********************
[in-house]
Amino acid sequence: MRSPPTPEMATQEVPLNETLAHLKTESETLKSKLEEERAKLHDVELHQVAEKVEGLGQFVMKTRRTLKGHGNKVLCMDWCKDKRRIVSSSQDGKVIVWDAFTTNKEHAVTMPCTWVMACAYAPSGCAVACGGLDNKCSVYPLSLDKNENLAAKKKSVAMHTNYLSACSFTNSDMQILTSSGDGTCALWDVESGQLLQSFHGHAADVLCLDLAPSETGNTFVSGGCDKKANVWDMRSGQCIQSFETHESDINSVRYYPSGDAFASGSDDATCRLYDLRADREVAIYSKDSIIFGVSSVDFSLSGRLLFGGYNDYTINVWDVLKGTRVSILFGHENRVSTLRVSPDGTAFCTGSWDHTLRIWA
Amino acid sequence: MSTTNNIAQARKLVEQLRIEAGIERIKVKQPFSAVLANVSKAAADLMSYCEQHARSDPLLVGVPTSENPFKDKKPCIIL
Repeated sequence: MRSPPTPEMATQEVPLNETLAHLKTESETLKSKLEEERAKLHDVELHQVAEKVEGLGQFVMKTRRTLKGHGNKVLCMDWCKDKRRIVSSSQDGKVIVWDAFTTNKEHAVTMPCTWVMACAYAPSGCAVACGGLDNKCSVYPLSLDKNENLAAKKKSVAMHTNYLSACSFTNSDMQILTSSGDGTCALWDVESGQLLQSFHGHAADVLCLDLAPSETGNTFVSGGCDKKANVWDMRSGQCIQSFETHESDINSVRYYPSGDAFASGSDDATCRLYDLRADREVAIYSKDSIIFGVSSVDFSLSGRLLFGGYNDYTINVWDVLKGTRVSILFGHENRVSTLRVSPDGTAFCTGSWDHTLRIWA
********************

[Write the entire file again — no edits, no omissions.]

[in-house]
Amino acid sequence: MRSPPTPEMATQEVPLNETLAHLKTESETLKSKLEEERAKLHDVELHQVAEKVEGLGQFVMKTRRTLKGHGNKVLCMDWCKDKRRIVSSSQDGKVIVWDAFTTNKEHAVTMPCTWVMACAYAPSGCAVACGGLDNKCSVYPLSLDKNENLAAKKKSVAMHTNYLSACSFTNSDMQILTSSGDGTCALWDVESGQLLQSFHGHAADVLCLDLAPSETGNTFVSGGCDKKANVWDMRSGQCIQSFETHESDINSVRYYPSGDAFASGSDDATCRLYDLRADREVAIYSKDSIIFGVSSVDFSLSGRLLFGGYNDYTINVWDVLKGTRVSILFGHENRVSTLRVSPDGTAFCTGSWDHTLRIWA
Amino acid sequence: MSTTNNIAQARKLVEQLRIEAGIERIKVKQPFSAVLANVSKAAADLMSYCEQHARSDPLLVGVPTSENPFKDKKPCIIL
Repeated sequence: MRSPPTPEMATQEVPLNETLAHLKTESETLKSKLEEERAKLHDVELHQVAEKVEGLGQFVMKTRRTLKGHGNKVLCMDWCKDKRRIVSSSQDGKVIVWDAFTTNKEHAVTMPCTWVMACAYAPSGCAVACGGLDNKCSVYPLSLDKNENLAAKKKSVAMHTNYLSACSFTNSDMQILTSSGDGTCALWDVESGQLLQSFHGHAADVLCLDLAPSETGNTFVSGGCDKKANVWDMRSGQCIQSFETHESDINSVRYYPSGDAFASGSDDATCRLYDLRADREVAIYSKDSIIFGVSSVDFSLSGRLLFGGYNDYTINVWDVLKGTRVSILFGHENRVSTLRVSPDGTAFCTGSWDHTLRIWA